SAIMM collaborates with UCT MtM
The SAIMM hosted its first collaboration with the UCT, Minerals to Metals Initiative on 3 June 2020. The collaboration is a first in a number of forums to follow in 2020. The Minerals to Metals Initiative has evolved over the past 14 years, highlighting some of the key initiatives that shaped the minds of academics and students. The first forum entitled The Minerals to Metals Initiative, “Whence we come and where we’re bound’’ was addended by over 100 delegates and included an awards session which presented the 'Shining Light' award to two outstanding students, signalling to the development of the next generation of innovators coming from the Minerals to Metals team.
Join us online on the following dates for more from the MtM Initiative.
|Nathan Williams||David Doepel||Dr. Muza Gondwe||Monica Gichuhi|
Title: Traceability and assurance in mineral value chains: global perspectives and African opportunities
Date: 1 July 2020
There is a global movement in the mineral industry toward greater transparency. Companies are increasingly demanding the right to know where their minerals come from and under what conditions they were produced. Until now, efforts to track materials and improve conditions for mining communities have had limited results. Now an emerging technology, blockchain, has arrived on the scene and promises to make a difference. In this session, we will explore blockchain technology, how it works, what makes it unique, and how it can be used to provide traceability and assurance to the mineral industry. We will look at different ways the technology can be applied as well as some of the limitations and challenges that are yet to be solved.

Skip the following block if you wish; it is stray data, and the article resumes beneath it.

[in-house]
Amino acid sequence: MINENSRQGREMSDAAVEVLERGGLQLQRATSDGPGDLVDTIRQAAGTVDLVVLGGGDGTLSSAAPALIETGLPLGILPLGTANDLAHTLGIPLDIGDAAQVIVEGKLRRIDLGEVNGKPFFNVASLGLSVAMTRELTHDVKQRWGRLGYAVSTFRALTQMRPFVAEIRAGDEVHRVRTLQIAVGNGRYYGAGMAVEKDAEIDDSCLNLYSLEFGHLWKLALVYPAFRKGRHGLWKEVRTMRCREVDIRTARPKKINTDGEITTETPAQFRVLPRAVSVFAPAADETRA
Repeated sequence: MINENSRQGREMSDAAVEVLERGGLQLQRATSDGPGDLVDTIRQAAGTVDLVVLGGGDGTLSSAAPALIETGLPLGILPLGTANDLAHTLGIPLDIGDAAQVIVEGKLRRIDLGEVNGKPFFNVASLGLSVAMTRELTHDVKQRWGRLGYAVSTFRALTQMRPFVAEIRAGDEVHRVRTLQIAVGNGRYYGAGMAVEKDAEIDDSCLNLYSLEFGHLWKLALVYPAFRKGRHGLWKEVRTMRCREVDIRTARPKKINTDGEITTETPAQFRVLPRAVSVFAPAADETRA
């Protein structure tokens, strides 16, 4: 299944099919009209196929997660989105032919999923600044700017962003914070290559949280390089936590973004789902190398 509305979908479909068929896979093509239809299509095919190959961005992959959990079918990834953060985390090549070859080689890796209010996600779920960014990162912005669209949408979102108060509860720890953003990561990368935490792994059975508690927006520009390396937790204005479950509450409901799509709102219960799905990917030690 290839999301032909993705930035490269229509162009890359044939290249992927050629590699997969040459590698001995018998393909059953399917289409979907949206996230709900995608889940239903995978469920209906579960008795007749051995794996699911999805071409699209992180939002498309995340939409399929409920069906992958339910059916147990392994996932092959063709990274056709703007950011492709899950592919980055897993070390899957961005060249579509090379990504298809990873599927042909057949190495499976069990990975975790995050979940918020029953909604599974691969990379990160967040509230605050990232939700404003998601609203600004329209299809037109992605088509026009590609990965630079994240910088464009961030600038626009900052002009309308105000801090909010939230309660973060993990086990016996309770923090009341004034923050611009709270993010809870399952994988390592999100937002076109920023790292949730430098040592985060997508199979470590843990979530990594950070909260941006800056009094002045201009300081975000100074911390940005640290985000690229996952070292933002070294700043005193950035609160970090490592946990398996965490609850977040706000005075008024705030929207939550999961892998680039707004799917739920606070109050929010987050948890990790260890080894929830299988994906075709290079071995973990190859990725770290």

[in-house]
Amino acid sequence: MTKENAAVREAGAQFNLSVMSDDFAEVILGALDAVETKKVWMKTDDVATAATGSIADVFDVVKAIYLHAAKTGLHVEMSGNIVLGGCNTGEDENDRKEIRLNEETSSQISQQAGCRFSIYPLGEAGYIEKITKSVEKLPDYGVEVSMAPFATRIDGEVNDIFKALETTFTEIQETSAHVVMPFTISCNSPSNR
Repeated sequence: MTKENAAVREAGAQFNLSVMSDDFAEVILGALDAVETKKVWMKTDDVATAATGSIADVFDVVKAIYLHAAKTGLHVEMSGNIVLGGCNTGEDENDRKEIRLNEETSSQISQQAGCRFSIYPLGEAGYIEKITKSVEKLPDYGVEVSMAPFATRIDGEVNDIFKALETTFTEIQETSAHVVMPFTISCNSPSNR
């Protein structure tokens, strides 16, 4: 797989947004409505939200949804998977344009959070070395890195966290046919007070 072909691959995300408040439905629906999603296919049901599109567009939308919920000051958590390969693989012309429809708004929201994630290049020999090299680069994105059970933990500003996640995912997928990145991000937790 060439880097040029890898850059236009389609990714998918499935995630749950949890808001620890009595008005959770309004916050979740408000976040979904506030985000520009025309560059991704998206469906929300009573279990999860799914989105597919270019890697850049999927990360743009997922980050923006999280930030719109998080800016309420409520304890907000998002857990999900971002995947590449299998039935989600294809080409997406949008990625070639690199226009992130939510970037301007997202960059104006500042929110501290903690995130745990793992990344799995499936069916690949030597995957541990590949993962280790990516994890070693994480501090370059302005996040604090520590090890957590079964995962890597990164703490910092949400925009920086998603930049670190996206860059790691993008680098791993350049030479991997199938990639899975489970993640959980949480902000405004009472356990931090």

Presenter: Dr Byelongo Elisée Isheloke
Topic: Conflict and Development Outcomes related to Coltan and Cobalt trade in the DRC
Date: 8 July 2020
In this session we will discuss why the resource-rich countries often have lower development achievements compared to countries not endowed with important geo-resources. We will unpack the situation in the Democratic Republic of Congo and explain why many theorists see it as a resource curse. We will also look into the challenges of maladministration, mismanagement of cash and problems of governance in the DRC. Issues to be discussed include the effects of corruption, endemic political crisis and the predatory economic system. The discussions will focus on the coltan and cobalt minerals and why they are strategic today. We will also look at how illicit exploitation of coltan was instrumental in fuelling conflict in the eastern DRC and why the case of cobalt is slightly different. Could cobalt exploitation be a key contributor to state power and used to contain conflict in the eastern DRC? We will try to answer this question and to understand what national, international laws and transparency initiatives exist and why are they not effective in solving the problems once and for all.